Notes for the Declaration of Independence – 4th of July 2012 – Twinsburg, Ohio

You are called to the Liberty Tree and the Hall of Libertyas on Boston commons!

We who fostered the fight for Liberty sprung up from the Puritan Age, by 1750 all of New England were descendants of the 1620 to 1640.   Our descendants knew about Algernon Sydney who in stood against the “divine right of the king” and lost his head for it.

The Teutonic people handed down to their English descendants the “Folkmote,” which has been in the New England town-meeting.   All the people of the town were warned to attend a meeting when called upon by selectmen, who might act upon their own authority, or upon the application of a certain number of townsmen. All of the people were on a level of political equality. Each individual had the right of delivering his own opinion, no matter how poor and humble. Our New England town-meetings played a most important part in the history of American Independence.  Each New England town was called “an incorporated Republic.”

New England in particular has been Long in the fight for Liberty: Before Massachusetts was five years old and numbered five thousand souls, it was ready for war with King Charles.  For when our fore-fathers heard that a royal governor was to be sent from England in opposition to our charter, these patriots appropriated six hundred pounds to fortify Boston harbor.

We knew that kings were not the English People neither the selfish merchants and traders that sided with Parliament wanting to restrict on American Trade.  American Colonists, with the iron of the English common people in our blood, sent back defiant shouts to King and the men about him whom he had bought and corrupted, “Britons never, never will be slaves.”     

It was the narrow-minded, illiberal, self-seeking, ruling class that brought upon England her difficulties with us colonist and caused the separation.

I began the fight for Liberty in 1743 at my Masters Commencement with the topic being “Whether it be lawful to resist the supreme Magistrate, if the commonwealth cannot be otherwise preserved!”

This was

  • thirty-three years before the Declaration of Independence;
  • twenty-two before the Stamp Act ;
  • in the reign of George II.;
  • while Robert Walpole was Prime Minister;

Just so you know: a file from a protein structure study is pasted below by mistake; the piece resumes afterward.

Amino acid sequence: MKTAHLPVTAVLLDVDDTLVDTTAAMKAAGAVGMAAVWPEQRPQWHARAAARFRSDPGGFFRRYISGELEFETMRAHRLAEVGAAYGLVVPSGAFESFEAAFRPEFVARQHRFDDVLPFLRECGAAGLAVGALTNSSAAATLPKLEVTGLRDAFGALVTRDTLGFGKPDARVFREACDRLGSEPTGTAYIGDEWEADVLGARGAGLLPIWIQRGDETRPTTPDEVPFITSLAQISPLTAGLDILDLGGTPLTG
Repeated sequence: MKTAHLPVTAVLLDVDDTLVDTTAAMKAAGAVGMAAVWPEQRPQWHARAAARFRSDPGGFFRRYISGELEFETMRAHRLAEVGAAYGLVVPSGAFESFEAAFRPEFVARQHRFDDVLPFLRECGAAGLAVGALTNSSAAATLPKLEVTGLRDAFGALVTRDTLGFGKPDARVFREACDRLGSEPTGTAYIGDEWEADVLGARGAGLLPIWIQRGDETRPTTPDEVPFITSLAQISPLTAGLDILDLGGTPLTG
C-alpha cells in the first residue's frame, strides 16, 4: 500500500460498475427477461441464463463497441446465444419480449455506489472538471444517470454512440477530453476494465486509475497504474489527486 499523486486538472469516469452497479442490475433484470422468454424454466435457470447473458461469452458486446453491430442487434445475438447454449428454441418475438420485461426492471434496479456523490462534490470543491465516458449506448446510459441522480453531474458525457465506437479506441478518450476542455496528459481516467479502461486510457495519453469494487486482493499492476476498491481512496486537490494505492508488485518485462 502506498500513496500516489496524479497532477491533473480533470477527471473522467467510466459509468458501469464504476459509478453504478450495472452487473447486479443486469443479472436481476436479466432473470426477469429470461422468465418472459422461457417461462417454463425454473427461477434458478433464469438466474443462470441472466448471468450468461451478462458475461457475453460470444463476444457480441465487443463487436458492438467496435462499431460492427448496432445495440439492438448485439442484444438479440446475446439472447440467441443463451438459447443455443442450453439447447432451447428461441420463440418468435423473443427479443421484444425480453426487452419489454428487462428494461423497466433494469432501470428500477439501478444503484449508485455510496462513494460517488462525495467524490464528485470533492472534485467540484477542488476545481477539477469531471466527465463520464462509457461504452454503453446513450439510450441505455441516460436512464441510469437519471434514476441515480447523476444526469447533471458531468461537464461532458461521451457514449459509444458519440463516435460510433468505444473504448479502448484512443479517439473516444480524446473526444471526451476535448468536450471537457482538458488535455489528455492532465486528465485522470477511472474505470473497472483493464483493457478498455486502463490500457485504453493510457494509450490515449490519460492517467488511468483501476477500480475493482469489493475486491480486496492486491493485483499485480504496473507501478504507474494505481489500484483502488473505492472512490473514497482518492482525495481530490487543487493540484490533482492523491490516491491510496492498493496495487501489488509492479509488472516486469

• when Washington, Patrick Henry, John Adams, Warren, and Hancock were children, and Jefferson, Gerry, and Quincy yet unborn.

Again, Being Against the CORE TRANSGRESSIONS where I was vigilant for Liberty:

  • Manufacturing shut down in 1750 – No steel or iron.
  • Banking transformed, bailed out in England by international bankers on the continent and shut down banks in the colonies. My Fathers Land bank suffered this humiliation.
  • 1765 – I wrote the RESOLUTIONS OF THE HOUSE OF REPRESENTATIVES OF MASSACHUSETTS. OCTOBER 29, 1765. – 1. Resolved, That there are certain essential rights of the British Constitution of government, which are founded in the law of God and nature, and are the common rights of mankind, Rights are from God – No man can take property – all rights preserved in the Magna Charta – That by the declaration of the royal charter of this Province, the inhabitants are entitled to all the rights, liberties, and immunities of free and natural subjects of Great Britain to all intents, purposes, and constructions whatever.

It has always been clear to me That:

A man’s property is the fruit of his industry; and if it may be taken from him under any pretence whatever, at the will of another, he cannot be said to he free, for he labors like a bond slave, not for himself, but for another.    Or suppose his property comes by inheritance or free gift, it is absolutely his own; and it cannot rightly be taken from him without his consent.  This I take to be the commonly received opinion concerning liberty as regards taxation. And it is moreover generally understood, that upon this opinion the very being of a free government depends.

As to the continuing degradation that lead to the charges cited in the Declaration:

  • 1766 – Governor declared trade illegal and executed search and seizure in Boston.
  • 1768 – Quartering of troops in Boston
  • 1768 – the legislatures disbanded and the Colonial Charters repealed
  • We fought back with the Non-Importation agreement – 1771 – I lived Buy American!  I never wore nor permitted my family to wear English cloth.  I shout and communicated to all the colonies: “It behooves every American,” “to encourage home manufactures, that our oppressors may feel through their pockets the effects of their blind folly.”
  • All the Acts of Parliament – Stamp Act, Sugar Act… The Intolerable Acts!  Rules & Regulations impacting every aspect of the lives and Liberty of the Colonist.

I would always come back to: What is Liberty and the Rights of a Free People!

In all free states the constitution is fixed; it is from this that the legislative derives its authority therefore it cannot change the constitution without destroying its own foundation.

I am one of the most studied in Completely understanding the English Constitution and the Englishmen’s Rights.  Liberty is my ruling idea, Liberty in the sacred law.

THE GROUNDING LEADERS OF THE DAY – that united the core principles of the colonies more than anything else has been the teaching and leadership of Rev. Thomas Allen leader of “The Berkshire Constitutionalists”, Rev. John Wise, George Whitefield, Jonathan Edwards, Witherspoon, Andrew Elliot, Gilbert Tennent, Doctors Lowell, Cooper, my Father-in-law Checkley, Byles, Chauncy, Thacher, Prince, Mayhew and Mather.  It was the First Great Awakening that brought the minds and hearts of those in the Churches refreshed with the Pure Ideals of Liberty and a clear understanding that again, our Forefathers established New England on the Principles that there was No king but King Jesus.  The full truths of the Bible were refreshed and made active in the lives of the people uniting us in in Principles and Truth so that we could understand tyranny.